But hey, what if I am playing a waitress and not a dog? This is where the process of transposition is introduced. To transpose is to transform or render into a new context. So I could experiment with transposing the dog dynamic into the character context of the waitress. I buoyantly bound toward guests as they arrive. I sulk away when a customer is rude to me. The kitchen is loud and noisy so I bark my text to the chef. Or perhaps a cat dynamic would be better? Do you notice your imagination start to fire off? Could it really be that simple? Or I could go to a cafe and watch the waitstaff and notice their particular patterns of moving. I would need to study them very closely and recreate their movement patterns. Trusting the process of Mimodynamiques is one of the most satisfying frameworks that I have in my practice. I would ask any performing artist, do you know what it is that you are imitating? We have an interest in presenting very well-observed characters and scenes. The Mimodynamique inquiry will always have the answers therefore the answers are outside of us.

This really begs the question: Do we move ‘it’? Or does ‘it’ move us? In the Lecoq tradition we would say that we are moved, for example, by the Mimodynamique of water. As Medea wails in grief over her murdered children, is she crying? Or is she being moved by the dynamic of water? Is it a seastorm? Thundering rain? Slashing hail? The students are continually encountering a collective consensus of poetry. The entire student body cultivates poetic reference points. It’s clear to everyone whether or not that human’s body is moving like fire or water. As the study both expands and deepens we get to further refine the poetic details. For example, is it the fire of a candle? The fire of a bonfire? A raging bushfire? Underneath all the categories we have the scope for extremely nuanced movement work.

Mimodynamique training is incredibly non-psychological. It is not about people achieving an emotional state or drawing on something from within. It is certainly not about coming up with something profound to say. In fact part of this pedagogic design is to hold students in a pre-verbal state where the attention is given to the body. We are focused on the external body in space. Once the student has cultivated an awareness of and trusts the embodied practice they usually end up creating work that is less reliant on text. Any text generated is usually generated from a state of very heightened play so the body-in-action is crucial to the script-devising process. The student learns a big lesson in Mimodynamique training, as my teacher Giovanni Fusetti says, we learn that action upstages text. This is Physical Theatre. It is not brain-centric work, it is body-centric. It has the ability to short-circuit verbal reasoning and rationality with action. Even Shakespeare, the guy with all the words, said ‘Art is a mirror held up to nature.’ Mimesis starts with the mirroring of nature.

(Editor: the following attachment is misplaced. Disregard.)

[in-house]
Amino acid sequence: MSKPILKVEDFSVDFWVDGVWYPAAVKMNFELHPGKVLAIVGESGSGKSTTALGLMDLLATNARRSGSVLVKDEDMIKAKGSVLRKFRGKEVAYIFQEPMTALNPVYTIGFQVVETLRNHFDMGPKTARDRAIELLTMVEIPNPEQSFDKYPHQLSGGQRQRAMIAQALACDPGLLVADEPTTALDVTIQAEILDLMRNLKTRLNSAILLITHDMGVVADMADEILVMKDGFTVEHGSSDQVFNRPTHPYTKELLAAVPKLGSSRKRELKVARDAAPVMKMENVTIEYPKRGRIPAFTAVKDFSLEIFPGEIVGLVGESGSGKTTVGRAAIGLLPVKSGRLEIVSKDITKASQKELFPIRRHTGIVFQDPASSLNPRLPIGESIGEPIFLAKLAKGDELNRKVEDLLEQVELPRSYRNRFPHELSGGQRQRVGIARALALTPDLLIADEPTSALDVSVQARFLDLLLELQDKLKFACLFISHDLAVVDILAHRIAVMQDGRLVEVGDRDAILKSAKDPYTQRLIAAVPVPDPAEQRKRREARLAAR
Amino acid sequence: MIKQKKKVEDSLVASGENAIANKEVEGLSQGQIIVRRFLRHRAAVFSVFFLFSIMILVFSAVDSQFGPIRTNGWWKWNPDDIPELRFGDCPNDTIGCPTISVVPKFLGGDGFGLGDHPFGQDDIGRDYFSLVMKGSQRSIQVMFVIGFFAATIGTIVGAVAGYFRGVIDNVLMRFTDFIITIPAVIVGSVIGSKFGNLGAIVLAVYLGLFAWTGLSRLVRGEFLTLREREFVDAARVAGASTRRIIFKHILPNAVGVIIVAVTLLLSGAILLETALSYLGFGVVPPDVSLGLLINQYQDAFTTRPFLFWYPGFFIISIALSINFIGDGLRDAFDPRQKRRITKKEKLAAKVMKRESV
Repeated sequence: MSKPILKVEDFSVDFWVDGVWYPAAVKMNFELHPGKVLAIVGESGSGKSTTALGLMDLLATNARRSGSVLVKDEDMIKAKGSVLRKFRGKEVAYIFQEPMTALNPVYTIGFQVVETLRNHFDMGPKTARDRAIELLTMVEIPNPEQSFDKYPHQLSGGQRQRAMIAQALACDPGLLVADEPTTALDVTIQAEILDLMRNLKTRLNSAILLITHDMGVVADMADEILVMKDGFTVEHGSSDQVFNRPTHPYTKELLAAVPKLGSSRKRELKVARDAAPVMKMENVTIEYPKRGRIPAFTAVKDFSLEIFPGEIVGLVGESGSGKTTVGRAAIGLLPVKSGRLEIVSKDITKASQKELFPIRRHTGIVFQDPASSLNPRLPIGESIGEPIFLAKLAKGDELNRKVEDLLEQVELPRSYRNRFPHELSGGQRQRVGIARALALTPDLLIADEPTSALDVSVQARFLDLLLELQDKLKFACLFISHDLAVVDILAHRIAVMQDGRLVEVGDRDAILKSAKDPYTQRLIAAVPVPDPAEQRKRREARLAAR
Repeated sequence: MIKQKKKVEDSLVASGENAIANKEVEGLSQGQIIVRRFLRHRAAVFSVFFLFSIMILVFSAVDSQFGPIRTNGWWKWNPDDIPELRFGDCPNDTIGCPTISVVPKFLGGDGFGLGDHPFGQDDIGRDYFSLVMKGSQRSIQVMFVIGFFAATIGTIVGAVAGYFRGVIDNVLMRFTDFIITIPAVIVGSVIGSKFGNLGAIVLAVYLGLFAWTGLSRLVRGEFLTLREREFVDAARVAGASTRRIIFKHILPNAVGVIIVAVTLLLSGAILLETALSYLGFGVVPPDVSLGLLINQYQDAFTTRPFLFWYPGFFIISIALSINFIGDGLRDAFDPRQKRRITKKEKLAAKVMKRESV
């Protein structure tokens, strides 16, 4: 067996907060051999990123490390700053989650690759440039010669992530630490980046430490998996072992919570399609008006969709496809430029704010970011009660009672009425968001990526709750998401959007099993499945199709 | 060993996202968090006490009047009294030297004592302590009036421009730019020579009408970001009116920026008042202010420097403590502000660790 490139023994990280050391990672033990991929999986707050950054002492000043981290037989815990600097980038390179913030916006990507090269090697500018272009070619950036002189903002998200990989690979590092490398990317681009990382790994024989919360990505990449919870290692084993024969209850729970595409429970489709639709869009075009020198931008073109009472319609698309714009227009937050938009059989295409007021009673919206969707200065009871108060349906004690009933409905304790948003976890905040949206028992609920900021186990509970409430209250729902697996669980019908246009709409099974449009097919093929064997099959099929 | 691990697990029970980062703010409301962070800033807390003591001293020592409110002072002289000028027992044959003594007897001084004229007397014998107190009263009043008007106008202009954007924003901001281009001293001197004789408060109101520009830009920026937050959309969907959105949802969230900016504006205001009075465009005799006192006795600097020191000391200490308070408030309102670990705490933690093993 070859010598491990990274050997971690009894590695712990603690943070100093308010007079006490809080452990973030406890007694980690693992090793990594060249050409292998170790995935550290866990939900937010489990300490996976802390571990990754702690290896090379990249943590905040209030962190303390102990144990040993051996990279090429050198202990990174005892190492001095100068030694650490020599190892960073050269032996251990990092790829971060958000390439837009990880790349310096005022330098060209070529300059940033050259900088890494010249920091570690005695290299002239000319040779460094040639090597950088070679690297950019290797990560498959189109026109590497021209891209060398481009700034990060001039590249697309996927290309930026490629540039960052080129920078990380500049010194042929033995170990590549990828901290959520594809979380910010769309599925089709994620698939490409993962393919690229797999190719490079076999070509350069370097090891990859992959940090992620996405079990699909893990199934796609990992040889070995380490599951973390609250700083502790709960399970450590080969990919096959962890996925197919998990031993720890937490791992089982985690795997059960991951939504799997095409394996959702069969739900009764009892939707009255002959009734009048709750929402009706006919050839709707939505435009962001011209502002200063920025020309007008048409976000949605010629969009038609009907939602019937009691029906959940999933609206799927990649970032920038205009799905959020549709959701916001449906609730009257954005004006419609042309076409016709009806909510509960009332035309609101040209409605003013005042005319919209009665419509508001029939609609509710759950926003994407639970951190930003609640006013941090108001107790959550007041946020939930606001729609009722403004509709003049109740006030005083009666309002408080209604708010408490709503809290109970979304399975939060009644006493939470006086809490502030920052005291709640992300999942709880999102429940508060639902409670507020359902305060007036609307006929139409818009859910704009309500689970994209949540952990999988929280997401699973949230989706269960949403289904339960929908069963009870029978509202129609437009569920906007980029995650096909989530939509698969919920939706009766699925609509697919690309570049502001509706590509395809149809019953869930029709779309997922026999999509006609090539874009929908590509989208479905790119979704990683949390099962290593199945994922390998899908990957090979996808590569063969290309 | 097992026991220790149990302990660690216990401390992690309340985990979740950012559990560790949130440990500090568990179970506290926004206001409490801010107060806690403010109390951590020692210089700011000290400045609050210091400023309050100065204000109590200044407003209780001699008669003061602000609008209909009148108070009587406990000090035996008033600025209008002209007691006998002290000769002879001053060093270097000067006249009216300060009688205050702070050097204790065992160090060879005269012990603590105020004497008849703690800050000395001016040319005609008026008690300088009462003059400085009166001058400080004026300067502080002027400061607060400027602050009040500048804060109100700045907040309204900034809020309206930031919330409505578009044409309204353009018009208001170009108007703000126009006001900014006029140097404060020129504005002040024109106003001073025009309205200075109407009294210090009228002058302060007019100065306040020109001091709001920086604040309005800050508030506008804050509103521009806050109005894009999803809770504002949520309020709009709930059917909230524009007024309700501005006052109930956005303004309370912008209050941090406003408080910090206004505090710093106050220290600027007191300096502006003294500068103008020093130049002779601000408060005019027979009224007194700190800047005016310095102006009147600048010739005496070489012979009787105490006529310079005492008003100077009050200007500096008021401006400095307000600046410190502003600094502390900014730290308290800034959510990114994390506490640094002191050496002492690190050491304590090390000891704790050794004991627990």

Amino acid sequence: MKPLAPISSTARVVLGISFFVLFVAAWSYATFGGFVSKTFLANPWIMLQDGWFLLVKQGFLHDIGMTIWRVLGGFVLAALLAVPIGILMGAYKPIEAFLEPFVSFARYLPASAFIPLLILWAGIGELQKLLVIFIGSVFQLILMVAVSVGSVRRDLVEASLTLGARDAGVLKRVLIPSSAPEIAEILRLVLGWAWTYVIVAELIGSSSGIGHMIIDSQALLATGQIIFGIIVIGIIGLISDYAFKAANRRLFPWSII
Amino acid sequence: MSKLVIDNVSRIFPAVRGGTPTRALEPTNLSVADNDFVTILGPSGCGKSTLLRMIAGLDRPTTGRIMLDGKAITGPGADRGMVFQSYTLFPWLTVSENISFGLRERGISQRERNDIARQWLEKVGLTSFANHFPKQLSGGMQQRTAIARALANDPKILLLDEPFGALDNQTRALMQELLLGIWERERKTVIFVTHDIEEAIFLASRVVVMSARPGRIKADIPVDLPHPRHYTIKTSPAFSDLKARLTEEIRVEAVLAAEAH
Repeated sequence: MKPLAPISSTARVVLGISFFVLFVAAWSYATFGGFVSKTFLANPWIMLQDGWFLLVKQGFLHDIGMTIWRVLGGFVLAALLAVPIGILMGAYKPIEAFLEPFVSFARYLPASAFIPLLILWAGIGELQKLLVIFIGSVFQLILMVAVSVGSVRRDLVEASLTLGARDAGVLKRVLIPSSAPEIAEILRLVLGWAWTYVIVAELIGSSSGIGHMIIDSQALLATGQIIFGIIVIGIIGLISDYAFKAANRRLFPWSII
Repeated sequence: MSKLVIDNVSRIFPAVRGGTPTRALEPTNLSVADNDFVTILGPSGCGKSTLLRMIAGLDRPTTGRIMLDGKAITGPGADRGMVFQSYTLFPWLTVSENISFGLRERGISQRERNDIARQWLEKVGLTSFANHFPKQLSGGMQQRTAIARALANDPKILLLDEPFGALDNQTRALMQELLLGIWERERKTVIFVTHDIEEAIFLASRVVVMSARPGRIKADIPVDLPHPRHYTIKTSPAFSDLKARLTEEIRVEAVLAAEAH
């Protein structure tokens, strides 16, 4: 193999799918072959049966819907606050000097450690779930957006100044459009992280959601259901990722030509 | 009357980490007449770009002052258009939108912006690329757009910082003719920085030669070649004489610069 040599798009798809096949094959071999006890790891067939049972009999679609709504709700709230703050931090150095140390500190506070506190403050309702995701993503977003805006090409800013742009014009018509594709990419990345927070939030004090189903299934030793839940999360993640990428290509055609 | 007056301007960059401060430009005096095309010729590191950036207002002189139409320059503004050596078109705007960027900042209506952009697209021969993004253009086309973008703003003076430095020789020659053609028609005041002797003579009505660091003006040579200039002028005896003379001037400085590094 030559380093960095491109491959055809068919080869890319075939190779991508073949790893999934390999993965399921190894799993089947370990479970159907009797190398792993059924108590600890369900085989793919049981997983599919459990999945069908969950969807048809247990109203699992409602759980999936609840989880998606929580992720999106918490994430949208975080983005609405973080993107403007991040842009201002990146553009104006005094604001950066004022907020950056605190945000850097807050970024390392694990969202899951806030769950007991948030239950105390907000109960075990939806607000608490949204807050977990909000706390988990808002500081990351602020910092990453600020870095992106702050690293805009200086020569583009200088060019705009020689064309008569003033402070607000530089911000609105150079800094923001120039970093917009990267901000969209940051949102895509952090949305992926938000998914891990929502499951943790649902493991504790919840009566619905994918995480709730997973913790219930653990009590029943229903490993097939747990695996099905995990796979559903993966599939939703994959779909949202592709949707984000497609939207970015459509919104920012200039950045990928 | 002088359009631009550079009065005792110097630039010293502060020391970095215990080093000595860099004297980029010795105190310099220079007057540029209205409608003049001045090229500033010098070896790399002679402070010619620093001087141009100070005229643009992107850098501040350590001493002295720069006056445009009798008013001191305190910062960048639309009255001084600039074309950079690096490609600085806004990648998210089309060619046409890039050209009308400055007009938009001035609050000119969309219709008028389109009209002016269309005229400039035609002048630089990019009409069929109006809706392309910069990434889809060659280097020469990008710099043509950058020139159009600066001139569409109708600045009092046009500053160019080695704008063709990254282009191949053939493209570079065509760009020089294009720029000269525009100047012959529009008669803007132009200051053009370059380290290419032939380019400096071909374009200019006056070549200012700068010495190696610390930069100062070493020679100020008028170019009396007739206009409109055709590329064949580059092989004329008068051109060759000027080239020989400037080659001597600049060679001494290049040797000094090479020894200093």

Mimodynamique training calls the wilderness back into the theatre. It gives us the potential to make a living, thrashing embodied theatre. The theatre performer who is practiced in Mimodynamiques becomes a shapeshifter with infinite potential. They are liberated from rational trappings of intellect because they now have embodied, archetypal understanding of how the cosmos moves. Here we have a type of movement training that is steeped in biodiversity and poetic equality. Quite literally it is about diversifying the play of the student. The movement patterns of both the tiny ant and the volcanic eruption are of equal curiosity. In my opinion this is a core of Physical Theatre. The theatre artist engaged in Mimodynamique play will recognise that their personal view is limited but nature is abundant. They will become a devout and faithful servant to the primordial wilderness of movement.